Blairsville, GA. Recently my wife and I took a trip to New York City. To alleviate the trials of navigating an unfamiliar city, my sister offered to let us use her GPS. We accepted her kindness, typed in the address, stuck the thing on the windshield, and set off. Before we even left the neighborhood, a kind but authoritative voice began giving orders. But the commands were not onerous and I readily turned left when told to do so. Soon we were on the highway, merging into the steady flow of traffic, and headed toward the Big Apple.
The voice was a woman’s. From the beginning, we found ourselves thinking and speaking of it as a her. “She said we need to get into the right lane and prepare to exit.” It was almost like having a wise and concerned aunt riding shotgun. She spoke with supreme confidence, and within a few short miles, I had put my faith in her, I mean it.
But something strange happened during a long stretch of highway where no turns were called for. I missed the voice. After 10 or 15 miles of silence, I found myself wanting some reassurance, merely a verbal pat on the head, just a “you’re doing fine, Mark.” I found myself wishing we’d brought a map so I could confirm that this little machine mounted with a suction cup was not leading us astray. When finally it was time to exit, her soothing instructions set my mind once more at ease. No longer did I pine for a map. She was in charge, and we were in her hands. When I missed a turn, my new friend patiently intoned “recalculating” (did I detect a note of frustration?) and reset our course.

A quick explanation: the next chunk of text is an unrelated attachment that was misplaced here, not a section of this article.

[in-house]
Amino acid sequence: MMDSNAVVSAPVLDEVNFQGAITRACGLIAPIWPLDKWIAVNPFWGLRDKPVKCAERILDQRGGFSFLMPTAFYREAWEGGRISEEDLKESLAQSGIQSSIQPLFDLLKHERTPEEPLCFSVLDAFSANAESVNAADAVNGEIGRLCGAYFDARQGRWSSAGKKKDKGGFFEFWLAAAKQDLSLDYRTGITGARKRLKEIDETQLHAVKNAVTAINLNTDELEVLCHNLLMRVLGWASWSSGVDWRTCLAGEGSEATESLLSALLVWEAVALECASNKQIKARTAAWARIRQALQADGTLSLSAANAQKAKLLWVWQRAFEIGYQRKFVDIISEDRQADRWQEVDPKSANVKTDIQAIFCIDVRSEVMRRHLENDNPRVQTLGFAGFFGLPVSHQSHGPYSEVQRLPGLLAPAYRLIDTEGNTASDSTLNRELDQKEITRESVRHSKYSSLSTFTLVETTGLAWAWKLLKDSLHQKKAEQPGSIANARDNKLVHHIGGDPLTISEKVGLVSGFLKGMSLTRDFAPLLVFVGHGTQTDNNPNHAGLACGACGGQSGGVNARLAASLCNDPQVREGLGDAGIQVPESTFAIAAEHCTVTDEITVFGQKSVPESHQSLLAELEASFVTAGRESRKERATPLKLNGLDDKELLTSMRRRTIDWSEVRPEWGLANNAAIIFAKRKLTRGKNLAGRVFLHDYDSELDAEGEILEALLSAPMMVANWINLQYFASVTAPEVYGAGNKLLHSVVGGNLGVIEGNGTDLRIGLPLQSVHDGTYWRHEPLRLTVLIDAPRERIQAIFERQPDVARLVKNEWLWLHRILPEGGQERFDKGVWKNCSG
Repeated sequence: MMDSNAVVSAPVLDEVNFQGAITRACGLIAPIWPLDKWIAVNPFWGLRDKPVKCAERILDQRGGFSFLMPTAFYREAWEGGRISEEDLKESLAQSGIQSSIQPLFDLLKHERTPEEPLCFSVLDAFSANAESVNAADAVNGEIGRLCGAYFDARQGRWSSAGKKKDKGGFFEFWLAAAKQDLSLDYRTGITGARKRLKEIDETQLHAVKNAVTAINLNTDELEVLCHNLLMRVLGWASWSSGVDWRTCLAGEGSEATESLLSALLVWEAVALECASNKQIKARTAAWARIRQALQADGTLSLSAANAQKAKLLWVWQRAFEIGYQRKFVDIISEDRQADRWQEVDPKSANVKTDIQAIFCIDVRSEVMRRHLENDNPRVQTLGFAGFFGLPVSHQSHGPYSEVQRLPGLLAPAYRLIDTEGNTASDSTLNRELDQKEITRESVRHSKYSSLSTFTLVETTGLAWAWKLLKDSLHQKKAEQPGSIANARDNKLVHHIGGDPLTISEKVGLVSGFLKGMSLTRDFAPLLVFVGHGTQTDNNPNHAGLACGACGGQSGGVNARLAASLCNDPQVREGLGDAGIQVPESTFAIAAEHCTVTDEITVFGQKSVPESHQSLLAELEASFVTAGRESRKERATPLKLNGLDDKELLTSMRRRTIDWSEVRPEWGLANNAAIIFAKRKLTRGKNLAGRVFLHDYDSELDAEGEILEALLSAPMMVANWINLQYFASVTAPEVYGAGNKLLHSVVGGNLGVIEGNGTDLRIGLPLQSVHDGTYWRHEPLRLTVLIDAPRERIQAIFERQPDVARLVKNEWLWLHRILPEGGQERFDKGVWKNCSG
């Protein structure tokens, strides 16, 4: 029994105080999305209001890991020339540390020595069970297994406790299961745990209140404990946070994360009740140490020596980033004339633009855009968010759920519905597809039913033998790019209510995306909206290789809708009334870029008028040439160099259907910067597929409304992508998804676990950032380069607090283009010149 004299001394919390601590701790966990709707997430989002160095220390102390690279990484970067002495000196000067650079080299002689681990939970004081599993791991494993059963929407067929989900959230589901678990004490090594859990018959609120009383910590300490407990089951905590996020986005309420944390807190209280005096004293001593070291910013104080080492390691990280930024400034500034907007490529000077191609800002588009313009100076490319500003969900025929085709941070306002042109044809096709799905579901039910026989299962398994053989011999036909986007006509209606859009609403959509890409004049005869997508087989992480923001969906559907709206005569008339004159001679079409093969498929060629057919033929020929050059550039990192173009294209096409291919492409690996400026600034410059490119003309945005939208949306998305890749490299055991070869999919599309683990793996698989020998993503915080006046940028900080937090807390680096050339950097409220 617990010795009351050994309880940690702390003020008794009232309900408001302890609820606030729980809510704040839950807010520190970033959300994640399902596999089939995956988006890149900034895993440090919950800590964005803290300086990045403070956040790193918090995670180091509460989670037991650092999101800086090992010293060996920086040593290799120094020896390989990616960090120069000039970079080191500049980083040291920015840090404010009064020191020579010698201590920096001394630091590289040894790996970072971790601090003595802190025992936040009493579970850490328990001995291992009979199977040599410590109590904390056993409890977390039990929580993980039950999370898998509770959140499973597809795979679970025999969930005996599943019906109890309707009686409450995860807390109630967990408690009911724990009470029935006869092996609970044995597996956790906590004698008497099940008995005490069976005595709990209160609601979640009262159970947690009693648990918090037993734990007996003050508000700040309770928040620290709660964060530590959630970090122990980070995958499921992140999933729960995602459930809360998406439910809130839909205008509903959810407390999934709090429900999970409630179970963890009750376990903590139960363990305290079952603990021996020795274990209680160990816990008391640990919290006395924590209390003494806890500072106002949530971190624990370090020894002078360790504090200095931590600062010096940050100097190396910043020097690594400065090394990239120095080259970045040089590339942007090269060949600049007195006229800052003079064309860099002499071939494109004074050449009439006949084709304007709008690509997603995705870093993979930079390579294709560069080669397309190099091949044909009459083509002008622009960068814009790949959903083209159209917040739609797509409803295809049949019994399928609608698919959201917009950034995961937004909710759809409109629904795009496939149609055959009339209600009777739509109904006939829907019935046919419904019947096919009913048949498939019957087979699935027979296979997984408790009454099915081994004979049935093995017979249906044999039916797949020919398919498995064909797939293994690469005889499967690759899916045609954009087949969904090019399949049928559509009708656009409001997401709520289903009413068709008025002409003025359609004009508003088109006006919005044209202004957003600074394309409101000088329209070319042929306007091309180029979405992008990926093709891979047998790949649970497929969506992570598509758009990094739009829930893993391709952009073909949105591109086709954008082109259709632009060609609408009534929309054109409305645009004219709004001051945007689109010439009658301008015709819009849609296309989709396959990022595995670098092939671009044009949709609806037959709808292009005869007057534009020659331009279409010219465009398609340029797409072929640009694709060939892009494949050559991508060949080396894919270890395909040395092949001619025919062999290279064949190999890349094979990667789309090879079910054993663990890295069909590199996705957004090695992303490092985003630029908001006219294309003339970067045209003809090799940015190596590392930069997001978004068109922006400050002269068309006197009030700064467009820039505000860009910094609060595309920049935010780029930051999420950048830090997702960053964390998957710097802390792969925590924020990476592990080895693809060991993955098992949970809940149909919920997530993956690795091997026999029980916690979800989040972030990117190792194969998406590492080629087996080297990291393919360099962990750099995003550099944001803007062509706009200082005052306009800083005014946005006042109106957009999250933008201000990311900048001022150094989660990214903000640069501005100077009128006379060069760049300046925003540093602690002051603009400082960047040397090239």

My wife and I were both amazed at the accuracy of this new technology and the ease that it brought to our venture into the city. But I wonder. Is the ease a technology affords the only criterion by which it should be judged? To be sure, the GPS frees drivers from the trouble of figuring out how to reach their destinations. No more uncertain attempts to divine one’s location; no more squinting at the maps, no more failed attempts to fold the accordion and finally giving up and crumpling it into the glove compartment. Best of all, no more frustrated arguments and no more asking for directions.
It is not only drivers who now employ a GPS. Hikers and backpackers are encouraged to carry a GPS as they venture into the wilderness. Again, this no doubt adds a sense of security to the wilderness experience, but is something lost in the transaction? Is the wilderness, well, less wild, when rescuers can locate distressed hikers with all the precision of a guided missile? When a person enters the wild equipped only with a map, provisions, and wits, the sense of freedom is profound. But so, too, is the sense of adventure and even danger that necessarily accompanies any serious foray into wild places. Do we really want to make the wilderness safe?
I am, in retrospect, bothered by how quickly I fell into dependency. I am disturbed by how willing I was to submit to the supremely confident voice of this technological marvel. Ultimately, I wonder if the freedom afforded by this device came at a price. I wonder if this feeling of freedom is perhaps more accurately a sense of security that the GPS creates and not really freedom at all.
One might object to this line of thought and say that if risk and insecurity are good things and if I am suspicious about the effects of the GPS, why not dispense with maps as well? The difference, I think, is related to skill. Reading a map requires serious and intelligent engagement. Whether one is in a new city or in the wilds of Alaska, successfully reading a map takes attention, experience, and judgment. One can never abdicate the responsibility to make crucial decisions based on a complex series of observations and comparisons about the world. One can navigate well or badly. The risk of getting lost makes the entire enterprise laden with meaning. The GPS requires nothing except obedience. No skill. No judgment. One does not need to pay attention; instead, one need only do as instructed and all will be well.